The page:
doc, im not seeing a thumbs up option anywhere.
The other thing that would be nice is being able to click on the comments number at the bottom of the posts and when it loads it goes straight to the top of the comments rather than the top of the article, and in the article if you click that same comments number it takes you down to the top of the comments....
The thumbs-up option, is top left in any comment, or is the editor the only one who is seeing this at the moment? Thusly:
I think (hope) next is the feature that turns a comment "green" for a certain number of recommendations. Personally I am very strong on this feedback loop on an interactive website. ... even if 10-15 guys are going through clicking on comments they agree with, it gives a nice sense of what the community trend is on a given issue.
"Would be nice to click on the comments number at the bottom of the posts ..." :: taps chin :: Oh, you mean when you're in the carousel. Ya, that would ideally take you directly to the comments area; that's standard and I'm sure the admins have this in their Change Request bin. :- )
So. With any change in format, there is an "automatic sales resistance" because the old familiar format was easy for the mind to process. Going from old to new is like going from QWERTY to DVORAK; of course DVORAK is going to draw scowls in the first few days ....
That said, I can't even remember what the old format was now. LOL. We have a nice carousel up top to scan articles -- I like the look and feel of it, think it's very appealing -- and then there's a HUGE Shout Box area for you feebs who think that's the best part of SSI. The look of the top page reflects the personality of the users' habits. Perhaps in the comments box below you'll be kind enough to put some "second stage" feedback as to the new platform?
One of my own fave upgrades is that when you hit the "Active Threads" button, you get a big fat threaded menu with usernames and titles nested, most recent convo's at the top, which was wayyyy too much info to cram into a fraction of the sidebar.
Also, does everybody use the Single Column Shout Box or do some amigos use the multi-column?
THIRD ORDER THINKING
McClendon likes Kyle Seager #2 because "he's a good fastball pull hitter." Tony La Russa did this with Dave Henderson behind Rickey Henderson; Hendu was all about fastballs, and Rickey got him lots of fastballs. Hendu had 130 OPS+ scores in 1990-91, at ages 31-32, the two years he hit behind Rickey; he was a career 100-105 hitter all his other years.
We sabes do not believe much in "ideal #2 hitters," but this is definitely an asterisk to it. That's a manager's job, to create "UP" seasons for his players, as McClendon did with the relievers last year. You can sometimes do this by putting a fastball hitter behind guys with high OBP's.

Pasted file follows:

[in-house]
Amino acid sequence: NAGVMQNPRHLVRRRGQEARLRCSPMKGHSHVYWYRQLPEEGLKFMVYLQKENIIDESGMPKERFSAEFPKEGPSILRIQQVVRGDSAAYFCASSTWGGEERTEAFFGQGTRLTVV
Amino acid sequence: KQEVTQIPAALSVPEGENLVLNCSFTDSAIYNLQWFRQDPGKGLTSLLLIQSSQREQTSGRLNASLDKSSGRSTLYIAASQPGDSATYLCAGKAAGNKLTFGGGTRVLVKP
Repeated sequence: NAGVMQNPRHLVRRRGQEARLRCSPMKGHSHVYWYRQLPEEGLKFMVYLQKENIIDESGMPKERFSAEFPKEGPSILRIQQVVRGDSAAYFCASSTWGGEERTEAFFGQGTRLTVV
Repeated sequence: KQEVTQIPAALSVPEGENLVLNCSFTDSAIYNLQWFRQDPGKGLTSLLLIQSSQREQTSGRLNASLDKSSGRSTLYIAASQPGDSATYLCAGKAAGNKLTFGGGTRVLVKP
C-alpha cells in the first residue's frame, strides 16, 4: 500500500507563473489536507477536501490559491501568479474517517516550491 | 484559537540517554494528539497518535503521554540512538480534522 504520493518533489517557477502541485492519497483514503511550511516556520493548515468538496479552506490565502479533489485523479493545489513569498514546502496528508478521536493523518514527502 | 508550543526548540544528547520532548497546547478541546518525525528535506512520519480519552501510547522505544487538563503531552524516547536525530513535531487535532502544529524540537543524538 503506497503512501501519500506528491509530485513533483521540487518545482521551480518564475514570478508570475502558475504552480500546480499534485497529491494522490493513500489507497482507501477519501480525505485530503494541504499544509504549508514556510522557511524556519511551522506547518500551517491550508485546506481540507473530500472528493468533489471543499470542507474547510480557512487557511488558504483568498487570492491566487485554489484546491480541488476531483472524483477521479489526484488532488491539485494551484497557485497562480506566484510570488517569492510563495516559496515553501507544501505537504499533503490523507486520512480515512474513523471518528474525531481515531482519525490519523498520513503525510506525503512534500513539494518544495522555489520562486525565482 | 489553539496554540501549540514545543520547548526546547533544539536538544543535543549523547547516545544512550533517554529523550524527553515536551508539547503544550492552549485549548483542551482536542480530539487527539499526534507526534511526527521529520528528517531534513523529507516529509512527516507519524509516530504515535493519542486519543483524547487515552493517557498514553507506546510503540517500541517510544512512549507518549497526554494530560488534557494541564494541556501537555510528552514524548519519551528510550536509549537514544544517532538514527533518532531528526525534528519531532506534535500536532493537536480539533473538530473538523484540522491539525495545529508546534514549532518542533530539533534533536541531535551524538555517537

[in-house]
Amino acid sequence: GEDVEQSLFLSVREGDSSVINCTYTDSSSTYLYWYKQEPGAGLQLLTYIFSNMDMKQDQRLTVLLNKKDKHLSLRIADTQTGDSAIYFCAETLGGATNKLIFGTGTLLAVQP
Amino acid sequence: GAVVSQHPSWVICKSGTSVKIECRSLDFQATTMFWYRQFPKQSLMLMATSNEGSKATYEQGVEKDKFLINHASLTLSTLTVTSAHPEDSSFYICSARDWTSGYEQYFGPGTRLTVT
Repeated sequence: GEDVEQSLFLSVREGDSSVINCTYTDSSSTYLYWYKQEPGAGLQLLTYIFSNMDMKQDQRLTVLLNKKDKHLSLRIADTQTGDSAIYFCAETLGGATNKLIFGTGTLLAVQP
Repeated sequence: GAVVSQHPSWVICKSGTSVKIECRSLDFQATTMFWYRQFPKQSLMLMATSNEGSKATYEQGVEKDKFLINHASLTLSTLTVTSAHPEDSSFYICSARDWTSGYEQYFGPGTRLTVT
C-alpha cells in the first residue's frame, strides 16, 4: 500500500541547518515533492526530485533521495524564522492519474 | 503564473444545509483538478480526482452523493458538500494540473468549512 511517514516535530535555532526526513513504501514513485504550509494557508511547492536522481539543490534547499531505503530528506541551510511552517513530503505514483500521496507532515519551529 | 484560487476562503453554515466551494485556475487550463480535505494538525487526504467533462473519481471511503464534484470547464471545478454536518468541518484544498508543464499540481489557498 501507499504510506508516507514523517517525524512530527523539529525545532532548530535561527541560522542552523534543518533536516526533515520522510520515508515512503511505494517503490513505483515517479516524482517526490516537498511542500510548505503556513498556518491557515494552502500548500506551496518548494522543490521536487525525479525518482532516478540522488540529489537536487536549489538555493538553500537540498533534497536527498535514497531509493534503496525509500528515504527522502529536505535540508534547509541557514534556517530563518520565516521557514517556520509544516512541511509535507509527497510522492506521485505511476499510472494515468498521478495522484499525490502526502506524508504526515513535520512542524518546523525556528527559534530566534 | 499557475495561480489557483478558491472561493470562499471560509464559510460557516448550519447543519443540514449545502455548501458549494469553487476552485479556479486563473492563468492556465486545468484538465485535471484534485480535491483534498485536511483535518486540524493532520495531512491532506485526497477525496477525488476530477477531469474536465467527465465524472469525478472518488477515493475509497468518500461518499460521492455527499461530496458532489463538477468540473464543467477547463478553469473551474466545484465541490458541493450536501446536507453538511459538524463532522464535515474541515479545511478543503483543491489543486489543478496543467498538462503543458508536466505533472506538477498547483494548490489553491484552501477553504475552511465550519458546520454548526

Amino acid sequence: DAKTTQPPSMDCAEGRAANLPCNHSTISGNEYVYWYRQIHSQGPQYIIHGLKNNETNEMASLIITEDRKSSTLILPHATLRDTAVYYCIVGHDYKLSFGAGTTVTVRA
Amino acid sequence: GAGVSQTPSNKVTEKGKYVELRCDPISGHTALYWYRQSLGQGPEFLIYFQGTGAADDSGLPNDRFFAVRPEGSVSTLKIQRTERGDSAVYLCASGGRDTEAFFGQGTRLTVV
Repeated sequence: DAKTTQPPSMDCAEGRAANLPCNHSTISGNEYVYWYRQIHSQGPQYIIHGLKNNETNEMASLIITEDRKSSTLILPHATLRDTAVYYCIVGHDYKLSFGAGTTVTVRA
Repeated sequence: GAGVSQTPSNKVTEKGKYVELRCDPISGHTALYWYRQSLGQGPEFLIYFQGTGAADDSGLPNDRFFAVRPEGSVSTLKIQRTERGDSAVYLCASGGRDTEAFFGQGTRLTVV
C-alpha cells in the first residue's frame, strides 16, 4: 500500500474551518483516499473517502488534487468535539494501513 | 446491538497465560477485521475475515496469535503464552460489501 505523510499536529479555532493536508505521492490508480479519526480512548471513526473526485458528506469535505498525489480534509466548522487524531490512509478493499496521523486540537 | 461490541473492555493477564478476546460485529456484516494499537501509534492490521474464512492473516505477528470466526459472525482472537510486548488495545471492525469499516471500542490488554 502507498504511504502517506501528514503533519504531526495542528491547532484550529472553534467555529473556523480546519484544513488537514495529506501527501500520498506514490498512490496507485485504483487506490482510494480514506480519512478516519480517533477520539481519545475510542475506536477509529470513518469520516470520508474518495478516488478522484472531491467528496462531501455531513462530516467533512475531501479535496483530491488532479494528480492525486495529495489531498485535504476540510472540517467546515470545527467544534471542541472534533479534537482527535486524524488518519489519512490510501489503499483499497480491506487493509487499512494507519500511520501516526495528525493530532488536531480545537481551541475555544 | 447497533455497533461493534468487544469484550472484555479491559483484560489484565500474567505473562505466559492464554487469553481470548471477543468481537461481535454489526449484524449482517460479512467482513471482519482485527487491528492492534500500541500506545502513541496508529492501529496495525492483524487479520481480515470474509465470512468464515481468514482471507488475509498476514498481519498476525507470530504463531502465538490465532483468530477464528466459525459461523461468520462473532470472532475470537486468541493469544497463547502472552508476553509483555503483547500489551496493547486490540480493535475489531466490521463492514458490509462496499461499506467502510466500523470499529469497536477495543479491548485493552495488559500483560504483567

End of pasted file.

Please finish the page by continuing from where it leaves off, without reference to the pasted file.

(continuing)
To which you can confidently say, "Where's the guy with a high OBP? Wouldn't that be the 5 slot, behind Cano and Cruz?" and you'd be right.
We sabes prefer Kyle Seager #2 because --- > you pile your best hitters into the high slots, getting them more AB's. The M's are doing this and, perhaps not coincidentally, they've had 30 days as one of the top 6-8 offenses in baseball.
What I like is that the enemy SP comes under IMMEDIATE pressure -- sometimes this might rattle him and cause a night where he's out of rhythm. As opposed to throwing the guy an easy 0 on, 2 out situation to start the game. With bases empty and 2 out, your average return is like 0.2 runs, so you might as well say that you're spotting the enemy SP a free inning. This puts him in a rocking chair for the night.
First-order thinking: get a baserunner #1, and then get a bat-control guy #2 so you can hit and run.
Second-order (sabe) thinking: Lineup protection doesn't exist because we can't measure it. Get your best hitters to the top of the lineup.
Third-order thinking: Disrupt enemy pitching in the first inning, which may frequently lead to bad nights for the other SP although you'll never be able to measure the effect.
Seager now has 57 career games at #2, with 250 plate appearances, and is hitting .295/.365/.480 there. Better than at any other spot. This year he's got 14 games there, batting .295/.350/.500. Correlation doesn't apply causation; another way to put that is to remember that the rooster's crowing doesn't make the sun come up. Seager might have gotten hot a month ago, and then been put into the #2 slot.
But it LOOKS to Dr. D like Seager flourishes in the 2 spot, perhaps because they pitch to him there. That leaves Robinson Cano (#4 right now) as the guy "without protection," the guy who protects HIMSELF by not swinging at balls. Not sure that you want to slide the better pitches to Seager rather than Cruz/Cano, but ... we've got a real-world return here. This batting order has been ripping it up.
Mike Montgomery has proved human, getting rocked in 2 of the last 3 games, but --- > he is allowed growing pains. Last time out, he walked 5 and fanned only 2. But Dr. D warned you that the lad's mechanics are suspect.
So sue him. He's got an extremely diverse arsenal, his change speed game is unquestionably plus, and his makeup is right where you want it to be. We sent the Yankee$ a kid named Tino Martinez one time; the Yankee$ thought and thought and decided to send us Sterling Hitchcock rather than Andy Pettitte. Purely on the basis of makeup; "Hitchcock gives up a homer and blames his catcher. Pettitte scowls and figures out what he needs to do better."
Monty got swatted around by the Tigers and Angels, but in between was the 9-strikeout (all swinging) performance at New York. You knew he was a rookie, no? On any given night he has either shot himself in the foot, or made the best lineups in baseball look helpless. Earl Weaver watched a baseball game by starting with the question, "How are the two starters THROWING tonight?" The first 6-8 pitches for either SP can be fun to study.